Dutch universities have to present better education for less money. To achieve this, Secretary of State Aad Nuis wants a structural adjustment in Higher Education: more diversity in the length of the programmes and better job orientation. Three advisory boards agree with him: not all students should continue their training in scientific skills; the others should orient themselves towards applied studies and obtain a mix of learning and working skills. Students should go through a further selection procedure after three years of study, says A. Ph. de Vries, of WAU's Department of Extension Science. The contrast between quantity and quality is one of the core problems in Dutch Higher Education."
In May Holland celebrates the liberation from the German Nazi occupation, fifty years ago. Wageningen will be at the centre of the celebrations, because the Germans capitulated here in 1945. The Dutch still have bad feelings about the Germans - they are bad, we are good - but this cultivated contrast should be put into perspective once and for all in order to improve the relationship with Holland's main political and economic partner. One activity organized by Aisec economics students was a conference on the relationship between the two countries. One conclusion reached was that Dutch schools should teach more about postwar Germany to make people more aware of the democratic development of our neighbours.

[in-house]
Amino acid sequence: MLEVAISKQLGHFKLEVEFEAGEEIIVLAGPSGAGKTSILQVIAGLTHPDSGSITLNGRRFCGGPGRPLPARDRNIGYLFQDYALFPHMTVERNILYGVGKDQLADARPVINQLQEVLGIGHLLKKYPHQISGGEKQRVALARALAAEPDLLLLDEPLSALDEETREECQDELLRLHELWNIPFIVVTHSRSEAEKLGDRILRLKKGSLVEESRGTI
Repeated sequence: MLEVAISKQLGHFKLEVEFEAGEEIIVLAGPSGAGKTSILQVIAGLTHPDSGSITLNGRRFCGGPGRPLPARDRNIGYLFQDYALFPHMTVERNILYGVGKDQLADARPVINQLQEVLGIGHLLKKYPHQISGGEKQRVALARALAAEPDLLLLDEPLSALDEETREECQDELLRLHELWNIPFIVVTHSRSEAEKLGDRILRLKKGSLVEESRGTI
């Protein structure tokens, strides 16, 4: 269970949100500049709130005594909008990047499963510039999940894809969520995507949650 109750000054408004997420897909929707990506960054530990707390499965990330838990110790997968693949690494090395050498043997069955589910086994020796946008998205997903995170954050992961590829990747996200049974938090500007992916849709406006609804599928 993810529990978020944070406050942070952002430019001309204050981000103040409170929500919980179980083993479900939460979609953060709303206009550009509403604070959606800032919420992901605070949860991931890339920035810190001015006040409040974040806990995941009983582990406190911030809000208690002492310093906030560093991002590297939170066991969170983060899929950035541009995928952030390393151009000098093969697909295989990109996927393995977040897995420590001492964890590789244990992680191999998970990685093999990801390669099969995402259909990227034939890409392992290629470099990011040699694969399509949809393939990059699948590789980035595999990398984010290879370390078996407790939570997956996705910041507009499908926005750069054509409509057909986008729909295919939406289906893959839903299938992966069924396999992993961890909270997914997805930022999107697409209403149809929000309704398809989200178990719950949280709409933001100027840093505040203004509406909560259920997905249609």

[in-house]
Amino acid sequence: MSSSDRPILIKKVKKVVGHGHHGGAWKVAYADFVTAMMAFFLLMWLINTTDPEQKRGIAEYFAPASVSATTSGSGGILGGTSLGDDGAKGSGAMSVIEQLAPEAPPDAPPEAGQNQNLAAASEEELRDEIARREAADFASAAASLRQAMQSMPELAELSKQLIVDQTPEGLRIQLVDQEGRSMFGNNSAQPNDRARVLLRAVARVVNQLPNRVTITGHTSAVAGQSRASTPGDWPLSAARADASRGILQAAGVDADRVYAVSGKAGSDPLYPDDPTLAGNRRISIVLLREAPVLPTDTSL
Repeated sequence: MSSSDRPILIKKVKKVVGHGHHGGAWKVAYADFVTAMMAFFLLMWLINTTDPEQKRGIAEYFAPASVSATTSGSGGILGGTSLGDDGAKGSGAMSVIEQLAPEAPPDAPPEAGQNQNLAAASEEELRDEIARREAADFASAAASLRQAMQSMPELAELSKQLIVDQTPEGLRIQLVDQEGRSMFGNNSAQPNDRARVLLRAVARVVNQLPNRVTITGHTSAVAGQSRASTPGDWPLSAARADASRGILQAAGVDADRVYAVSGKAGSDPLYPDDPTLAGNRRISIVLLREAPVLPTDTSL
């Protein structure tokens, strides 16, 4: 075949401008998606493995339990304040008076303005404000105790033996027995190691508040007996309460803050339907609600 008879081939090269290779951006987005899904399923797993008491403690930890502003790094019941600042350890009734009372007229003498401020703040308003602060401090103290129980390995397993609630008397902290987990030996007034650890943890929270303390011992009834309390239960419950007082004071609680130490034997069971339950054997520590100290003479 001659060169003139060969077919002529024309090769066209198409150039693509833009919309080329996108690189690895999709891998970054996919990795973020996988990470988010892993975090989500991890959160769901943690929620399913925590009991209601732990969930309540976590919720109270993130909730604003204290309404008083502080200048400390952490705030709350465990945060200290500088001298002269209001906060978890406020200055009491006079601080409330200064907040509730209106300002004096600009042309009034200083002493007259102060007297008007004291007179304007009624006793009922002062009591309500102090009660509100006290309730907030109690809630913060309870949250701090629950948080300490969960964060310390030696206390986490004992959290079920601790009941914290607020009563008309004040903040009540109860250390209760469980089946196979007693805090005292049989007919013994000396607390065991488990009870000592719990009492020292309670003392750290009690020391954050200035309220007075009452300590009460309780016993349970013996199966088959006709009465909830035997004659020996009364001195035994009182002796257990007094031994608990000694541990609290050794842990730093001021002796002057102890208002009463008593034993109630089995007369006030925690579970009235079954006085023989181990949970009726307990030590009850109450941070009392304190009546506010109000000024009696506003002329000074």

German professor Konrad Hagendorn from the Humboldt University in Berlin visits Wageningen regularly to teach about the transformation processes in Eastern European agriculture. He disagrees with the view within the European Union, that the EU's Common Agricultural Policy should be liberalized in order to give the Eastern European countries an opportunity for political integration and to enter the market. The EU should accept that there are different structures in agriculture", says Hagedorn, like big companies in the West and smaller ones in the East. When the economic circumstances are bad, as they are in the East, it is logical to have small-scale enterprises in agriculture." The main problem of Eastern European agriculture is pollution", says Hagedorn. The consumer demands better quality, also during the production process. If the food in Poland and Russia is produced in a way which contributes to a worsening of the greenhouse effect , the EU will refuse to buy the products."